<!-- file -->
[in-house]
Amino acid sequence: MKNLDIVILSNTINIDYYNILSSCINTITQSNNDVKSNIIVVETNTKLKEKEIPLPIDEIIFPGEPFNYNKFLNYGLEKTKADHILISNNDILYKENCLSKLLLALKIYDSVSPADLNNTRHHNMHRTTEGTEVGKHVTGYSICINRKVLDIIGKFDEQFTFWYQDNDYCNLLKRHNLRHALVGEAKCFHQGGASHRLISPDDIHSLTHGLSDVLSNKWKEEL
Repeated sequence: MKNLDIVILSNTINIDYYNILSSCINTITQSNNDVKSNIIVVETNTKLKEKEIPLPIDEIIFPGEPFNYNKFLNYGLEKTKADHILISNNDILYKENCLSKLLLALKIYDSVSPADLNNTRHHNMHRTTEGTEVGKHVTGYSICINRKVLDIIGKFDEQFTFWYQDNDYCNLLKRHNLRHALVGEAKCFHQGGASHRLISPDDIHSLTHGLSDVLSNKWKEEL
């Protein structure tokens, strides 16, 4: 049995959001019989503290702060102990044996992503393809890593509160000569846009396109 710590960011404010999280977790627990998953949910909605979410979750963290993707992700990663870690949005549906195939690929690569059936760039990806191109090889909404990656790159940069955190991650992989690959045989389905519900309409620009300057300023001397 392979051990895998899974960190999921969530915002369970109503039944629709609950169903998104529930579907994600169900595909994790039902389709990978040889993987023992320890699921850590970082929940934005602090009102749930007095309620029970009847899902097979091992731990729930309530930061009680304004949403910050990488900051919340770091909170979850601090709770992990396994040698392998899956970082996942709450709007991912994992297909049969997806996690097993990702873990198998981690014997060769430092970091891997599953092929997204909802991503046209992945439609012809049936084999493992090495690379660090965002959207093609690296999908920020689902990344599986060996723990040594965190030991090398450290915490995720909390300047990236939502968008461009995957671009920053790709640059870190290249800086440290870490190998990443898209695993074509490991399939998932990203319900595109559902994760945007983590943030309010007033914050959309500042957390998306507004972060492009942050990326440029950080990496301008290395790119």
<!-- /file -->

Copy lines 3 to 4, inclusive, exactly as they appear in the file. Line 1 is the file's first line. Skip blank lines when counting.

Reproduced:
Repeated sequence: MKNLDIVILSNTINIDYYNILSSCINTITQSNNDVKSNIIVVETNTKLKEKEIPLPIDEIIFPGEPFNYNKFLNYGLEKTKADHILISNNDILYKENCLSKLLLALKIYDSVSPADLNNTRHHNMHRTTEGTEVGKHVTGYSICINRKVLDIIGKFDEQFTFWYQDNDYCNLLKRHNLRHALVGEAKCFHQGGASHRLISPDDIHSLTHGLSDVLSNKWKEEL
């Protein structure tokens, strides 16, 4: 049995959001019989503290702060102990044996992503393809890593509160000569846009396109 710590960011404010999280977790627990998953949910909605979410979750963290993707992700990663870690949005549906195939690929690569059936760039990806191109090889909404990656790159940069955190991650992989690959045989389905519900309409620009300057300023001397 392979051990895998899974960190999921969530915002369970109503039944629709609950169903998104529930579907994600169900595909994790039902389709990978040889993987023992320890699921850590970082929940934005602090009102749930007095309620029970009847899902097979091992731990729930309530930061009680304004949403910050990488900051919340770091909170979850601090709770992990396994040698392998899956970082996942709450709007991912994992297909049969997806996690097993990702873990198998981690014997060769430092970091891997599953092929997204909802991503046209992945439609012809049936084999493992090495690379660090965002959207093609690296999908920020689902990344599986060996723990040594965190030991090398450290915490995720909390300047990236939502968008461009995957671009920053790709640059870190290249800086440290870490190998990443898209695993074509490991399939998932990203319900595109559902994760945007983590943030309010007033914050959309500042957390998306507004972060492009942050990326440029950080990496301008290395790119």